Arakan

The land that is known as Arakan by the foreigners is called Rakhaing-pray by its own people, Rakhaing-thar (Arakanese) who were titled this name in honour of preservation on their national heritage and ethics or morality.

Our Existence in Grains

Posted by Arakan Indobhasa Monday, July 6, 2015

PHATARAWADEE PHATARANAWIK
THE NATION July 6, 2015 1:00 am

Myanmar artist Aung Kyaw Htet explores rice as a culture in his new show at Thavibu Gallery

Growing up in rural Myaungmya in Myanmar's Ayeyarwady region, Aung Kyaw Htet has always been surrounded by rice fields and pagodas. A devout Buddhist who is best known for his portraits of monks and nuns, he is presenting paintings of rice-planting and Buddhists offering rice to the monks in his new solo show "Rice is Life" now showing at Thavibu Gallery in Silom.

The 50-year-old artist was in Bangkok last month to introduce his oils on canvas, which explore how rice is at the centre of religious and secular life in Myanmar.

Created in 2014-15, the paintings look at rice from the time it is planted, grown, harvested, cooked and served as meals or given as offerings in Myanmar.

They include "Playing the Rice Seedlings", which shows the horizontal greenery of the rice fields where dozens of Myanmar growers help plant the rice seedlings.

In "Threshing Rice", he portrays a farmer relaxing while his cows munch on straw against the backdrop of a pagoda. In "Pounding Rice", he depicts two ladies wearing longyi (sarong) alternately pounding the rice in a traditional wooden mortar. Villagers - mostly women - cooking their rice are also seen in his paintings.

Buddhism still has a strong hold in Myanmar and offering rice to the monks can be seen daily all over the country. It's also the subject matter of various paintings including "Offering Rice to the Abbot" and "Offering Rice in Shan State".

In "Novice Enjoying Rice", the painter portrays a youngster scooping rice from his bowl in front of the temple's ornately caved doors. "Abbott Eating Rice Offerings", meanwhile, simply shows an abbot performing the same action as the novice against a saffron background.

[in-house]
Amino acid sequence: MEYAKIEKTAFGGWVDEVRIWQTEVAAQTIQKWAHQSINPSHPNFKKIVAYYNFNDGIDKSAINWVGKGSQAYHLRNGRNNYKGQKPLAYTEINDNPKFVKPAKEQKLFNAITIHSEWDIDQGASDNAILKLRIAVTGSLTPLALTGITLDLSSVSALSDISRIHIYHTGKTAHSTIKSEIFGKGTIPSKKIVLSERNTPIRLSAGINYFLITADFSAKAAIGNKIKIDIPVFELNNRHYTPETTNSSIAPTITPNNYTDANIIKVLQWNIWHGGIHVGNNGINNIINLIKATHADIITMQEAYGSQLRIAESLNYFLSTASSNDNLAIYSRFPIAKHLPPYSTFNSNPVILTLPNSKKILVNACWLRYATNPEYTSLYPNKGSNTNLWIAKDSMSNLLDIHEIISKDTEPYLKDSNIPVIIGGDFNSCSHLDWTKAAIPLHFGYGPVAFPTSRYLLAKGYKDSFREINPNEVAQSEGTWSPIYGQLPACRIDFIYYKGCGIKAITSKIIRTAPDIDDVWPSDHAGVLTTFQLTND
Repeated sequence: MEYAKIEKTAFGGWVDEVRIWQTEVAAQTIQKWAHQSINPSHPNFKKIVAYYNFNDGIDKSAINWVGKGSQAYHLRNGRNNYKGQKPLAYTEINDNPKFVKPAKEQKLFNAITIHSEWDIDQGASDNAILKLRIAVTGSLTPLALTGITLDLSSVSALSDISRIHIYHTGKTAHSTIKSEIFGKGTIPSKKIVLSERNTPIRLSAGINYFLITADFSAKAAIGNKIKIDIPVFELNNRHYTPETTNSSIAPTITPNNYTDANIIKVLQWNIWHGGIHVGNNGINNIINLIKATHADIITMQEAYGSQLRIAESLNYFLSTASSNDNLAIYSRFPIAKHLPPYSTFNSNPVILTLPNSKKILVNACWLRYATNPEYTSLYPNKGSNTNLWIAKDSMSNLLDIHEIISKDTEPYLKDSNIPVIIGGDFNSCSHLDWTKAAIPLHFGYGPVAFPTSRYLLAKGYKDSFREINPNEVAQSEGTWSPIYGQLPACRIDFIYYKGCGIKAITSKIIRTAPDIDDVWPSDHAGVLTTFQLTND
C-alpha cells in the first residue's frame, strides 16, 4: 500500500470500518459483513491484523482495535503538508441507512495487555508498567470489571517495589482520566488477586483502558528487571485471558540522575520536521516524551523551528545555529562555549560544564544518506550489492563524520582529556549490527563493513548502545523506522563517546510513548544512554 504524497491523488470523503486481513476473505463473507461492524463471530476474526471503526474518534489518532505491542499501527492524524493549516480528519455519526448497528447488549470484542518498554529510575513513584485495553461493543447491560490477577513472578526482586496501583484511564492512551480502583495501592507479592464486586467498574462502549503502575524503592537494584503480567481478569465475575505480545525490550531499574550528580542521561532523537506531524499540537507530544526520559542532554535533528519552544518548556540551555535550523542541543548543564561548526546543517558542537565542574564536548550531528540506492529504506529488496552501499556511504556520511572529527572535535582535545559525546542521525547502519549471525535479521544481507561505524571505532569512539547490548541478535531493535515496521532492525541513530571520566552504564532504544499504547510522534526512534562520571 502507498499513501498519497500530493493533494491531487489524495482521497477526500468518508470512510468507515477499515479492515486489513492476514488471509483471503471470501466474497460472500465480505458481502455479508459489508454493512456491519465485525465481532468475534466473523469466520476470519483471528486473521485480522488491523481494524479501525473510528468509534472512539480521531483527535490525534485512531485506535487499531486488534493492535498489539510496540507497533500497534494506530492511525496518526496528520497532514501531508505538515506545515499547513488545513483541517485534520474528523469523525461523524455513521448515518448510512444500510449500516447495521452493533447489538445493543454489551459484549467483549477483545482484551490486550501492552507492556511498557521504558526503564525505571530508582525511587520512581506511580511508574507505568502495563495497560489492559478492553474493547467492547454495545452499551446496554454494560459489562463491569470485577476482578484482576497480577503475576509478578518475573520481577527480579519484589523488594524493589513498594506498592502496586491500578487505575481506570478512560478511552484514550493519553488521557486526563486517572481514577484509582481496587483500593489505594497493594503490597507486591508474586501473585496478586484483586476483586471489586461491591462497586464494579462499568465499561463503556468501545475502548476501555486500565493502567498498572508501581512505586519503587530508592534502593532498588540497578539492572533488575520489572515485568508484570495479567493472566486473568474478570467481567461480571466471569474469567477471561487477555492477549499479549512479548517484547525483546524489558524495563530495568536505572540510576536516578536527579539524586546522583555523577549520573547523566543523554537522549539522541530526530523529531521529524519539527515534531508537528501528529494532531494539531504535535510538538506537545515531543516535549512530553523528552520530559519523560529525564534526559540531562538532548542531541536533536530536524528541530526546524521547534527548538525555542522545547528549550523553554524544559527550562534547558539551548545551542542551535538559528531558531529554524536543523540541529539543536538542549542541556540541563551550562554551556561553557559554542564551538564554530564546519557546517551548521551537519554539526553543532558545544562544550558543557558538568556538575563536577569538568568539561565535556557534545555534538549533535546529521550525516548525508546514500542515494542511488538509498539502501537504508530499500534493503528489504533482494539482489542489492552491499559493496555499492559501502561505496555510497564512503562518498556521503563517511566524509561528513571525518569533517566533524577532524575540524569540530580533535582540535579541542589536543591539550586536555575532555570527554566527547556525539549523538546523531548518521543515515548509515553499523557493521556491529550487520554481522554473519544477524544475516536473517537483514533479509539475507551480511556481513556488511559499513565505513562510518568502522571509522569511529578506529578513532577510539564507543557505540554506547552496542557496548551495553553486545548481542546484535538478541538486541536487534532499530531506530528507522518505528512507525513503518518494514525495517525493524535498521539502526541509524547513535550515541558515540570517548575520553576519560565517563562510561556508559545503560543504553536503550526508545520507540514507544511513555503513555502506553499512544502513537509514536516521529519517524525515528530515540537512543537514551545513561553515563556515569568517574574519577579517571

"He explores the way rice is planted, and how it is harvested and stored in traditional ways. These are ways that once were common throughout Southeast Asia, but now are becoming rarer as mechanisation is taking over.
Aung Kyaw Htet
"He also shows how rice is traditionally cooked and served, and how rice is offered to the hundreds of thousands of monks, novices and nuns every morning throughout Myanmar," Thavibu Gallery's owner Jorn Middelborg writes in the cataloque.

Aung Kyaw Htet has emerged to become one of Myanmar's most important contemporary painters. His detailed depictions of novice monks and nuns have received acclaim as being both realistic and sensitive as he captures their expressions with humanity and dignity. His paired-down compositions and use of colour emphasise the serenity of his Buddhist faith, an important foundation of the Myanmar culture despite the desperate conditions and poverty that prevail.

Thavibu Gallery, one of only few galleries in Thailand that sell art from Myanmar, introduced Aung Kyaw Htet to Bangkok with his solo show in 2002 and his paintings quickly became popular with local collectors.

He has also exhibited in Singapore, Hong Kong, Taiwan (2006), India, Dubai (2009), Monaco, South Korea and New York. His paintings are in the collections of the National Museum of Myanmar and the National Art Gallery of Malaysia.

CENTRE FOR LIFE

"Rice is Life" runs through July 18 at Thavibu Gallery. For more information visit www.Thavibu.com

 http://www.nationmultimedia.com/life/Our-Existence-in-Grains-30263703.html

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